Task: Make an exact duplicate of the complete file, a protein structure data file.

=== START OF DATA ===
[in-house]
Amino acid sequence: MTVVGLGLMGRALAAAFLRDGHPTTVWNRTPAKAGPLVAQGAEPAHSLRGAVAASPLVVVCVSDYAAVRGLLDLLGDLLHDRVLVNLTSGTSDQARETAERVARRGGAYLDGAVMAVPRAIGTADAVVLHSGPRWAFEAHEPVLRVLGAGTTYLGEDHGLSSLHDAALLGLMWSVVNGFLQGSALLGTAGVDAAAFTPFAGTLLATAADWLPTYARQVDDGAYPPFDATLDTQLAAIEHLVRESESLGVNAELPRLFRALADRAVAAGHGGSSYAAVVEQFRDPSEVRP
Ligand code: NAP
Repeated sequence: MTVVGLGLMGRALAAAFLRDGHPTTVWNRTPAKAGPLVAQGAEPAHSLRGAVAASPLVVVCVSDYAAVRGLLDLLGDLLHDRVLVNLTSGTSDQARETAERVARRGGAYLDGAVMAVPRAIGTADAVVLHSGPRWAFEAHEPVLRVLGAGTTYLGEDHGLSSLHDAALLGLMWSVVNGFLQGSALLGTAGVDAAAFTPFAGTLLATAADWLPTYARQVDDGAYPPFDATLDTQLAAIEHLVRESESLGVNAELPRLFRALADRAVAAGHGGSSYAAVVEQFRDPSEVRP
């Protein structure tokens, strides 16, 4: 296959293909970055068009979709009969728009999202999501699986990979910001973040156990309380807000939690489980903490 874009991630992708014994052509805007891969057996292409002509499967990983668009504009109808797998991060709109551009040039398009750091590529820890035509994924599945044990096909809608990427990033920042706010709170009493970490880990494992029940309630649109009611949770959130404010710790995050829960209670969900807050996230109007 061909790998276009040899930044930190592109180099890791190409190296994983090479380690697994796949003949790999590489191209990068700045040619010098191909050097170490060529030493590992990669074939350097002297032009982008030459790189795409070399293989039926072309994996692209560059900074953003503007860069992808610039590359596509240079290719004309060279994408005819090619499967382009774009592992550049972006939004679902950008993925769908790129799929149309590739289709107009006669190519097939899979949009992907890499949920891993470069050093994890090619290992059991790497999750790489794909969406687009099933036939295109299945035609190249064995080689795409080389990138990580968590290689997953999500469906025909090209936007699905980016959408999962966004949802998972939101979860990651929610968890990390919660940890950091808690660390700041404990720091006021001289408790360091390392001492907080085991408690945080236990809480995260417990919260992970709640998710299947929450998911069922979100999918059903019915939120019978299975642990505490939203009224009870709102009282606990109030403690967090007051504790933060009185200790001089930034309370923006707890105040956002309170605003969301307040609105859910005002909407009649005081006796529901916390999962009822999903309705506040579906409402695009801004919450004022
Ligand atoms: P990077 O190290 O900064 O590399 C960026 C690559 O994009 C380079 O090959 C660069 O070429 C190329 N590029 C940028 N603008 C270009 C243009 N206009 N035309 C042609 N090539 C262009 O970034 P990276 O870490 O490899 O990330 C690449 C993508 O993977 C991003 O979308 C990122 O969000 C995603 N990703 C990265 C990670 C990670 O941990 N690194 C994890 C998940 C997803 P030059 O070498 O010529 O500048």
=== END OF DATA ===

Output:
[in-house]
Amino acid sequence: MTVVGLGLMGRALAAAFLRDGHPTTVWNRTPAKAGPLVAQGAEPAHSLRGAVAASPLVVVCVSDYAAVRGLLDLLGDLLHDRVLVNLTSGTSDQARETAERVARRGGAYLDGAVMAVPRAIGTADAVVLHSGPRWAFEAHEPVLRVLGAGTTYLGEDHGLSSLHDAALLGLMWSVVNGFLQGSALLGTAGVDAAAFTPFAGTLLATAADWLPTYARQVDDGAYPPFDATLDTQLAAIEHLVRESESLGVNAELPRLFRALADRAVAAGHGGSSYAAVVEQFRDPSEVRP
Ligand code: NAP
Repeated sequence: MTVVGLGLMGRALAAAFLRDGHPTTVWNRTPAKAGPLVAQGAEPAHSLRGAVAASPLVVVCVSDYAAVRGLLDLLGDLLHDRVLVNLTSGTSDQARETAERVARRGGAYLDGAVMAVPRAIGTADAVVLHSGPRWAFEAHEPVLRVLGAGTTYLGEDHGLSSLHDAALLGLMWSVVNGFLQGSALLGTAGVDAAAFTPFAGTLLATAADWLPTYARQVDDGAYPPFDATLDTQLAAIEHLVRESESLGVNAELPRLFRALADRAVAAGHGGSSYAAVVEQFRDPSEVRP
């Protein structure tokens, strides 16, 4: 296959293909970055068009979709009969728009999202999501699986990979910001973040156990309380807000939690489980903490 874009991630992708014994052509805007891969057996292409002509499967990983668009504009109808797998991060709109551009040039398009750091590529820890035509994924599945044990096909809608990427990033920042706010709170009493970490880990494992029940309630649109009611949770959130404010710790995050829960209670969900807050996230109007 061909790998276009040899930044930190592109180099890791190409190296994983090479380690697994796949003949790999590489191209990068700045040619010098191909050097170490060529030493590992990669074939350097002297032009982008030459790189795409070399293989039926072309994996692209560059900074953003503007860069992808610039590359596509240079290719004309060279994408005819090619499967382009774009592992550049972006939004679902950008993925769908790129799929149309590739289709107009006669190519097939899979949009992907890499949920891993470069050093994890090619290992059991790497999750790489794909969406687009099933036939295109299945035609190249064995080689795409080389990138990580968590290689997953999500469906025909090209936007699905980016959408999962966004949802998972939101979860990651929610968890990390919660940890950091808690660390700041404990720091006021001289408790360091390392001492907080085991408690945080236990809480995260417990919260992970709640998710299947929450998911069922979100999918059903019915939120019978299975642990505490939203009224009870709102009282606990109030403690967090007051504790933060009185200790001089930034309370923006707890105040956002309170605003969301307040609105859910005002909407009649005081006796529901916390999962009822999903309705506040579906409402695009801004919450004022
Ligand atoms: P990077 O190290 O900064 O590399 C960026 C690559 O994009 C380079 O090959 C660069 O070429 C190329 N590029 C940028 N603008 C270009 C243009 N206009 N035309 C042609 N090539 C262009 O970034 P990276 O870490 O490899 O990330 C690449 C993508 O993977 C991003 O979308 C990122 O969000 C995603 N990703 C990265 C990670 C990670 O941990 N690194 C994890 C998940 C997803 P030059 O070498 O010529 O500048």